Ukraine war USA transfer "last for now" Rate: What’s next with military aid?

Billions upon billions in aid to Ukraine are on hold in the USA and the EU – because a minority of right-wing populists are blocking their disbursement. Washington has now transferred the “last” funds for now – but what happens next?

Nothing new in the East. And things probably won’t get much better in 2024: the USA is close to the end of the year the equivalent of 226 million euros in military aid for the Ukraine Approved. It is not only the last for 2023, but also the last aid package ever. It is increasingly uncertain whether the attacked country’s largest supporter will be able to continue to help. A long-term lack of financing by the USA would not only have serious consequences for Kiev.

Every day of war costs 120 million euros

Ukraine has received around 220 billion euros in international financial aid since the start of the war. The largest share, 85 billion, comes from EU funds, followed by the USA (71 billion) and Germany with 21 billion euros. A lot of money, but not all of it goes into the military and equipment. Each day of war costs around 120 million euros. Because of its struggling economy, Kiev also needs support for things like pensions and salaries for state employees.

The country will remain dependent on money flows from abroad in the coming years – especially since the war is unlikely to end any time soon. The question, however, is how much funding will be available to the government in Kiev. Finance Minister Serhiy Marchenko now said that he was “less concerned about the year 2024 than the year 2025.” The US presidential elections in particular are giving him a headache, because if challenger Donald Trump wins, aid to Ukraine could fall victim to his “America first” policy.

US dollars for Americans

Some US Republicans are already resisting the incumbent president’s generous support for Ukraine Joe Biden. Instead of pouring money into distant wars, it should be better used for domestic American concerns, argues the far-right wing of the conservatives. Since they have the majority in the House of Representatives, they are demanding that asylum law be tightened in order to approve it – which the Democrat Biden in turn rejects. In October he asked Congress to approve the equivalent of 60 billion euros for Ukraine.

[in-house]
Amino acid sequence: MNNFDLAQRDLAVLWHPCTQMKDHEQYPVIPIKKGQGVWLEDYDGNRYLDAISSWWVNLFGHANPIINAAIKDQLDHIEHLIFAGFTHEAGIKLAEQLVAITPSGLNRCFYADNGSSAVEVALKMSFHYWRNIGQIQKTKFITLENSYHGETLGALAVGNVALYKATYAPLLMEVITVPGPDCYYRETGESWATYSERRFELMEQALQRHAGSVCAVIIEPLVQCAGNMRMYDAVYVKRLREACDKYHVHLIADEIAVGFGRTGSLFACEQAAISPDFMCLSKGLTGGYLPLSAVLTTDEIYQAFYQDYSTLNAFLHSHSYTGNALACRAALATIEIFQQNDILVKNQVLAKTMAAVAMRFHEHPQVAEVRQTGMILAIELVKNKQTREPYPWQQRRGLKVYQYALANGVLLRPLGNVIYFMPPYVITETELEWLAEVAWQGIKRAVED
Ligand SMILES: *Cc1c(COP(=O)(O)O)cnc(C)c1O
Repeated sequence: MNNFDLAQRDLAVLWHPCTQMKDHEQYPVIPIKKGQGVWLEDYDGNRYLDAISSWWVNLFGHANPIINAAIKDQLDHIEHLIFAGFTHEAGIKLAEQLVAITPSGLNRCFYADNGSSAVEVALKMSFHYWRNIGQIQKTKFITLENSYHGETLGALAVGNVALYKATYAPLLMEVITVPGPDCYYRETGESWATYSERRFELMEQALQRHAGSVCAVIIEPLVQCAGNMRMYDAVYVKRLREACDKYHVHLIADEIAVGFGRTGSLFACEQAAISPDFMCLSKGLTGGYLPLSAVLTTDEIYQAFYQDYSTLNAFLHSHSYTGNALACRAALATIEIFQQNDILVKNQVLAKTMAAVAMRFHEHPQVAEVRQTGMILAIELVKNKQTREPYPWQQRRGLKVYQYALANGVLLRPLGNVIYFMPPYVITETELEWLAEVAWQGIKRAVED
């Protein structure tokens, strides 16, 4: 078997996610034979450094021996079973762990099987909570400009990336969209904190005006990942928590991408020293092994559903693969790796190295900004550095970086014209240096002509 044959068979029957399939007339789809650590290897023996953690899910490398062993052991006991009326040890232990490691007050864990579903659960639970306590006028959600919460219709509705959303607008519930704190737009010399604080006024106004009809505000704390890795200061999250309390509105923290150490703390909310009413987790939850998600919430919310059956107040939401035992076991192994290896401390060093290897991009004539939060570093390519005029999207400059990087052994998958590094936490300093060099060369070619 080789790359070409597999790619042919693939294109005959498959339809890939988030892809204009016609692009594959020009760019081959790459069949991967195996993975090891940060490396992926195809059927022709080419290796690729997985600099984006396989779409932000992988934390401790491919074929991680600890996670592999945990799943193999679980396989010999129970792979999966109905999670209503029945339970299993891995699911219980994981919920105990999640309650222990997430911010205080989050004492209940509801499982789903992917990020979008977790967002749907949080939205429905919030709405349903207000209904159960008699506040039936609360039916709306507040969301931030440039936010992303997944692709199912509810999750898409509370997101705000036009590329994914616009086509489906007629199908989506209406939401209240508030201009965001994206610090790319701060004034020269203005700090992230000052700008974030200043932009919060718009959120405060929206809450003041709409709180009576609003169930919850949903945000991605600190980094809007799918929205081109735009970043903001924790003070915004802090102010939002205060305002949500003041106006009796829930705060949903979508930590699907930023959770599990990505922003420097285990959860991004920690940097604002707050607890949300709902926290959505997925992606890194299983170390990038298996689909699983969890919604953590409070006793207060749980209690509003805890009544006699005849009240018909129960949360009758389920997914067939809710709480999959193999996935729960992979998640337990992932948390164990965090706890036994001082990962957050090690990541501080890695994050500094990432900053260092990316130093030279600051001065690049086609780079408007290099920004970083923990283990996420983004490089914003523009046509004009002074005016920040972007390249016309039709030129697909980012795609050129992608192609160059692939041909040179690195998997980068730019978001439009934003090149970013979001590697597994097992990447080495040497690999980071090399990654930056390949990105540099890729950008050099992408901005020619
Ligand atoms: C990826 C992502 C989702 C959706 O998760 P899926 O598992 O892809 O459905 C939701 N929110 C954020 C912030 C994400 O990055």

So far, however, the hesitant MPs have not even been persuaded by Ukrainian President Volodymyr Zelenskyj, who personally visited Washington had auditioned. Many are now hoping that Congress will make a fresh start when it returns from winter break on January 8th.

Resistance to aid to Ukraine is also growing in the European Union: a financial package worth 50 billion euros was actually supposed to have already been approved, but it is on hold until further notice due to a veto by Hungary. The negotiations must therefore now be continued in January. After all: Norway and Japan, which are also among Ukraine’s biggest supporters, undeterred want to continue providing help.

Standstill does not have to remain a permanent state

Even if Kiev Finance Minister Marchenko isn’t too worried about the coming year, the country’s suffering has long since been alleviated. Because on the front there is little progress for the country’s military, the situation is essentially the same as a year ago – nothing more was possible with Western help. However, some experts remind us that the standstill does not necessarily have to remain a permanent state.

“Many forget that a large proportion of the tanks and infantry fighting vehicles delivered are still available and a lot of the promised weapons are still to be delivered,” German security expert Nico Lange recently told “Welt”. Of the 200 German Leopard 1 tanks, only 30 arrived in Ukraine. In addition, more than 95 percent of all weapons systems delivered from the West have not yet been used, as the Dutch military website Oryx writes.

If Russia succeeds, it will be expensive

The outcome of the Ukraine war has long since become a possible blueprint for other (future) conflicts around the world. The International Institute for Strategic Studies writes about the increasing tensions: “Conflict containment also requires deterrence. This includes preventing any semblance of a Russian victory in Ukraine. The whole world will pay a high price if Russia’s aggression in the year Success in 2024 or later.”

Sources:StatistaWorld“, DPA, AFP, Reuters, Japanese government, Norwegian governmentOryx